In the other hand, if your website is built using some completed application, like BlogEngine.Net, YetAnotherForum, DotNetNuke etc., and you just use its features without often changes in application code, InProc will work fine.
On high traffic websites with thousands of users online, sessions will quickly take all memory if InProc mode is used. For high traffic websites, InProc is probably not scalable option, but that also depends of how much data you stored in sessions, did you increased session timeout etc.
If website is hosted on multiple servers (web farm) or multiple processors (web garden), it requires State Server or SQL Server option, because InProc mode can't share sessions between servers or processors.
State Server and SQL Server modes require serialization of objects before storing them to session variable. If InProc is used, you can store any .Net type in memory. But, if State Server or SQL Server is used, you can store only primitive types or serializable classes.
State Server and SQL Server are very similar. Between State Server and SQL Server, I personally prefer SQL Server. SQL Server is scalable solution and more reliable than State Server and InProc, especially if Sql cluster is used to remove "single point of failure". Some developers observe that SQL Server is a little slower than State Server because SQL Server must read and write to disc, and State Server reads from memory which is faster. But, SQL Server has very efficient caching mechanism. Frequently used data stays in cache to get faster access. On this way, difference in performances between State Server and SQL Server although still exist, becomes too small to be decisive factor.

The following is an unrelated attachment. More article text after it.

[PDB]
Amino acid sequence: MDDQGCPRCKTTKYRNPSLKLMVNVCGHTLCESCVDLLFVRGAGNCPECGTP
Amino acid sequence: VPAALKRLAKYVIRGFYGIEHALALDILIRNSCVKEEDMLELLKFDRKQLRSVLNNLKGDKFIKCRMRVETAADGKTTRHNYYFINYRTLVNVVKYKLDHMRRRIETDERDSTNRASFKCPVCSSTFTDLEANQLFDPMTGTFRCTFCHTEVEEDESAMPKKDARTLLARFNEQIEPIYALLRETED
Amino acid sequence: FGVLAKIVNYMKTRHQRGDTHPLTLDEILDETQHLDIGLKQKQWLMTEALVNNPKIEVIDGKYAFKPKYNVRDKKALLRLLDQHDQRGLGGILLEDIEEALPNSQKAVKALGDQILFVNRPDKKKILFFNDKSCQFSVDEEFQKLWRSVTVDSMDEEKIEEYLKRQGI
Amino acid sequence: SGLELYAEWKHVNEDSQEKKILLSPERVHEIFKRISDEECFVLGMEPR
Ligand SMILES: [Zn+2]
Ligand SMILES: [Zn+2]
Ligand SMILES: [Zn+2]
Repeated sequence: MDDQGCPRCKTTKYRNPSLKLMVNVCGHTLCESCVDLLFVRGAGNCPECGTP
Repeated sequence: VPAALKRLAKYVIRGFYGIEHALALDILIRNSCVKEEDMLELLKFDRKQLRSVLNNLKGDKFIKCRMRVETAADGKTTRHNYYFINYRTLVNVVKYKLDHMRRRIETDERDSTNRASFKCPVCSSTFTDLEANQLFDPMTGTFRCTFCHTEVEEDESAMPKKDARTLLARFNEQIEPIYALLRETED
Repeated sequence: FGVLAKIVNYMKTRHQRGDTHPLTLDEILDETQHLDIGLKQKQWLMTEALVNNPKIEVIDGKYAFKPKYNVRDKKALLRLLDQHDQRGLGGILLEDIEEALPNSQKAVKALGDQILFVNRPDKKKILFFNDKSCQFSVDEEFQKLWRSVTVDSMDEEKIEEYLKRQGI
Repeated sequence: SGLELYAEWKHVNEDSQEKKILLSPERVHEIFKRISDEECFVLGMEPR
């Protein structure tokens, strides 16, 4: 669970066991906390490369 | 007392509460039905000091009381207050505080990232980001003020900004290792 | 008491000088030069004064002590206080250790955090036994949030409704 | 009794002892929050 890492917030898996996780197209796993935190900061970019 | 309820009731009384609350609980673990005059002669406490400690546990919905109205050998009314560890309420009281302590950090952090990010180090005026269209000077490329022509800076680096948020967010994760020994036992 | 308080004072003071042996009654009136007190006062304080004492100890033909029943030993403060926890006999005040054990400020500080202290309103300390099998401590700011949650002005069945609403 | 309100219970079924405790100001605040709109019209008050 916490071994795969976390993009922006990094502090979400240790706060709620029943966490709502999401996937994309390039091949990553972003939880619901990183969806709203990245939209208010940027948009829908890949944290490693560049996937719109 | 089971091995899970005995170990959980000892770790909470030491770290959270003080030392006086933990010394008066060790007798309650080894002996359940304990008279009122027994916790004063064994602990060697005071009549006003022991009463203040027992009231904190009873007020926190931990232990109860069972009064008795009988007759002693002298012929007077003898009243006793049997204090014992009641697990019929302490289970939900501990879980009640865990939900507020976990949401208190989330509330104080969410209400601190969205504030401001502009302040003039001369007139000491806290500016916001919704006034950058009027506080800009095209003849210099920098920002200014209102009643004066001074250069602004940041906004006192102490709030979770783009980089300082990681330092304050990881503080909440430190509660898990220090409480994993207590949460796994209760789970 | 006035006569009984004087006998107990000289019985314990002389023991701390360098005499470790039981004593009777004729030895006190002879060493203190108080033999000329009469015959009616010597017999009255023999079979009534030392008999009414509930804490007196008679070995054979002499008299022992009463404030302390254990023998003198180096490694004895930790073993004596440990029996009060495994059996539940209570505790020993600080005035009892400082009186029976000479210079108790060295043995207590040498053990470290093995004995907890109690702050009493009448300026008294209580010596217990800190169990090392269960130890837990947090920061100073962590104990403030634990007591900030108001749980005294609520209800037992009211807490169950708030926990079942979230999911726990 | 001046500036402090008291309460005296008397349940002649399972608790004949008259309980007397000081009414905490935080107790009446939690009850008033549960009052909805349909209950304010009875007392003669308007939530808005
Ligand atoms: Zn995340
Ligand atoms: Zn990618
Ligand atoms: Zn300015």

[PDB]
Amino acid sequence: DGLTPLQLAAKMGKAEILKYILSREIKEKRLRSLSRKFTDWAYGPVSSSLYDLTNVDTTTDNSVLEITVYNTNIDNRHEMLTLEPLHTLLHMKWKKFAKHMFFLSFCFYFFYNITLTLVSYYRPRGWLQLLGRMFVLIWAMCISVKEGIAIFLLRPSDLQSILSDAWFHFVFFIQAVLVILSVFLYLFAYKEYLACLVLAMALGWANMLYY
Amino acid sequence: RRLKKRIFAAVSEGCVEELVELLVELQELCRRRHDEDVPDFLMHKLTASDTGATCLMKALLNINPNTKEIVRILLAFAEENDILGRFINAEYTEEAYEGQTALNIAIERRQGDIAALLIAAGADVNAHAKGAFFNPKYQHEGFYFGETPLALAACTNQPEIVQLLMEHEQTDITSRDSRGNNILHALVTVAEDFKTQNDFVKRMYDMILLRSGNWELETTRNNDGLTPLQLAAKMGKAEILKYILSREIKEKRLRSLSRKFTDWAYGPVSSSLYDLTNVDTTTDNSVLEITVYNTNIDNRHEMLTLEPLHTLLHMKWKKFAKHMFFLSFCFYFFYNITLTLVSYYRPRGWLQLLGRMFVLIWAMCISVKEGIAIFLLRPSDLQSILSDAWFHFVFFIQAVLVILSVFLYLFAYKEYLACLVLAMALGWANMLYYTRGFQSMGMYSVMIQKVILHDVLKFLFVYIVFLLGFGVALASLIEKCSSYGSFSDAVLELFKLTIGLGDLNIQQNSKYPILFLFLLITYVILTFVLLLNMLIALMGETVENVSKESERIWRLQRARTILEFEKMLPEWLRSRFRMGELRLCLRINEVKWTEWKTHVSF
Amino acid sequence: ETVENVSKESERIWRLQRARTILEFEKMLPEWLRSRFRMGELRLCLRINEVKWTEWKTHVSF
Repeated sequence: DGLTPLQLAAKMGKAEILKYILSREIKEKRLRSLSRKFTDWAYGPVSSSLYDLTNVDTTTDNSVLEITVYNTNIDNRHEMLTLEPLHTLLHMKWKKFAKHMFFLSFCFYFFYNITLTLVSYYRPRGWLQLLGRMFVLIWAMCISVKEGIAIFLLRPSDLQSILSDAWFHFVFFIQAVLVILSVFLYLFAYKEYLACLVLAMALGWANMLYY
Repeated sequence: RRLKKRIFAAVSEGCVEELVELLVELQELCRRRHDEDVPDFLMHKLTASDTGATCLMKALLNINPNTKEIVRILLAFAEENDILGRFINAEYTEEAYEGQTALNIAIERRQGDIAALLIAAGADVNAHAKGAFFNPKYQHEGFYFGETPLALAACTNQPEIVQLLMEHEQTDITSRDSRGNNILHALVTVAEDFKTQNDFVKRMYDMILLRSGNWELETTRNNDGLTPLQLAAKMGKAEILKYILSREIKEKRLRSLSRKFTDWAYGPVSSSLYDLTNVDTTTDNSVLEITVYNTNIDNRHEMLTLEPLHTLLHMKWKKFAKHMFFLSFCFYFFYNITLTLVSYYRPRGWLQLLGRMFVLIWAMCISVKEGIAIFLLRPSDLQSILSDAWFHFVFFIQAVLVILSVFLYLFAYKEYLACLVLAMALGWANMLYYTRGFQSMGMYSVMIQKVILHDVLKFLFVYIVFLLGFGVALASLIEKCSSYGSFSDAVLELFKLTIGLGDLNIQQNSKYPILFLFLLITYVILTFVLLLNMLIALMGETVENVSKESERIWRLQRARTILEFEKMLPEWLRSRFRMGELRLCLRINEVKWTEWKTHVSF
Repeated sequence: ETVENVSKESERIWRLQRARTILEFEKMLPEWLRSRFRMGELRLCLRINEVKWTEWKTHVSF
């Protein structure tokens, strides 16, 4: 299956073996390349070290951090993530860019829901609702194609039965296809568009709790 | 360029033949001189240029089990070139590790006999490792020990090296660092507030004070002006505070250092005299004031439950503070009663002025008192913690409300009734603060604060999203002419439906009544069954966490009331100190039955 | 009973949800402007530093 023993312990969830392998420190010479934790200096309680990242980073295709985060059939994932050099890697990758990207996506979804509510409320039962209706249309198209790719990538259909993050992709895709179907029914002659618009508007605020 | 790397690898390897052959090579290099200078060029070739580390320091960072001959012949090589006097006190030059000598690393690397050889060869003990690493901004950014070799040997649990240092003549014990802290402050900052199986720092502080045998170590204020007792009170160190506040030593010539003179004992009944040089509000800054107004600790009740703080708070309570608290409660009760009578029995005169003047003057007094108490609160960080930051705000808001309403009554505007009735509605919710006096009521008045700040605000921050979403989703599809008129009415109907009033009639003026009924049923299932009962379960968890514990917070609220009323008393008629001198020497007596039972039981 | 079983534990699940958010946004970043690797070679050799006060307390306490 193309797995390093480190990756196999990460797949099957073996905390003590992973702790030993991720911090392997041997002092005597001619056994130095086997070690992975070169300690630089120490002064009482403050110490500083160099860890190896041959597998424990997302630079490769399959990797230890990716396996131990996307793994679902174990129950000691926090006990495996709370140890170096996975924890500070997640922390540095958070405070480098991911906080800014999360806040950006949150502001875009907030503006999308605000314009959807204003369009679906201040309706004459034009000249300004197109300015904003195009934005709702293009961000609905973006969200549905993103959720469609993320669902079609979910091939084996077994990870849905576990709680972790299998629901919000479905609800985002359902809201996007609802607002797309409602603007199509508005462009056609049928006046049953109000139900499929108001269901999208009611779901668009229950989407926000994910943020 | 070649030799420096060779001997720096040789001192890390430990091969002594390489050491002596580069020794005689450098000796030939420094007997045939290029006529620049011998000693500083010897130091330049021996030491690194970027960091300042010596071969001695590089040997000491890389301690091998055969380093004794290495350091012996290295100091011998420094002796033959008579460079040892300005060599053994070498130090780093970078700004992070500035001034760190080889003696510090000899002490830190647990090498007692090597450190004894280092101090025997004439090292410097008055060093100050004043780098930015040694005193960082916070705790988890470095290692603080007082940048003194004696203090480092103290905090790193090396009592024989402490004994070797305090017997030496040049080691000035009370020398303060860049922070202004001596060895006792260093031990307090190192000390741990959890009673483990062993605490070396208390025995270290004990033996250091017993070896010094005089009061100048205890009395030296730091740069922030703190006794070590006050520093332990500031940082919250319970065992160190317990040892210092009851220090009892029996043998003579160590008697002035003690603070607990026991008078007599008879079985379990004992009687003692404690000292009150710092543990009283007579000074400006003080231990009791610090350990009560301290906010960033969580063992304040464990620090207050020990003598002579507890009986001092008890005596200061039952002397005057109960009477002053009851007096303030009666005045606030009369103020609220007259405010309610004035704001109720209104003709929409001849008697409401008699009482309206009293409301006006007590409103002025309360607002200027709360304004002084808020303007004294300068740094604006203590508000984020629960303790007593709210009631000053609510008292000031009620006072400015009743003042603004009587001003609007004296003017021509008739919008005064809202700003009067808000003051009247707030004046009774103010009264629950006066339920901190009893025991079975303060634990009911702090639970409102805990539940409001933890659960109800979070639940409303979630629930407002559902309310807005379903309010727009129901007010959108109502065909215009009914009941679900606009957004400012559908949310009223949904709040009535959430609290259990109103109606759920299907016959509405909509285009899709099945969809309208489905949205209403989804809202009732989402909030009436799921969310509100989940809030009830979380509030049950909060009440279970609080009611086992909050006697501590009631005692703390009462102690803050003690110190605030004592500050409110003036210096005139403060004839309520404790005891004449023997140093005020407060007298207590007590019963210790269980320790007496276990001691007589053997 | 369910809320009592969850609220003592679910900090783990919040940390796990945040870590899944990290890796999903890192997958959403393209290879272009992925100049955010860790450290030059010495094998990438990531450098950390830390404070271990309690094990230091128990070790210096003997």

Shared web hosting providers usually don't allow using of State Server. If your website is stored on shared hosting, only dilemma is between InProc and SQL Server.
You may disable sessions from two main reasons: either your application is stateless, or you use some other way to track user's data. More about different options that could be used instead of session state you can read in ASP.NET Session State Alternatives tutorial.
Time consuming operation could be serialization/deserialization if you store a lot of objects in sessions. InProc mode allows any type to be stored without serialization, but State Server and SQL Server requires serialiazation of object before it could be stored.
Serialization/deserialization is relatively slow process which could decrease performances. If testing shows that this is a problem, you can try to replace some objects with several primitive types which don't require serialization. The fastest option is to use only primitive types (int, string, Byte, DateTime, IntPtr etc.) in session variables. You will end up with far more variables, but they will work faster.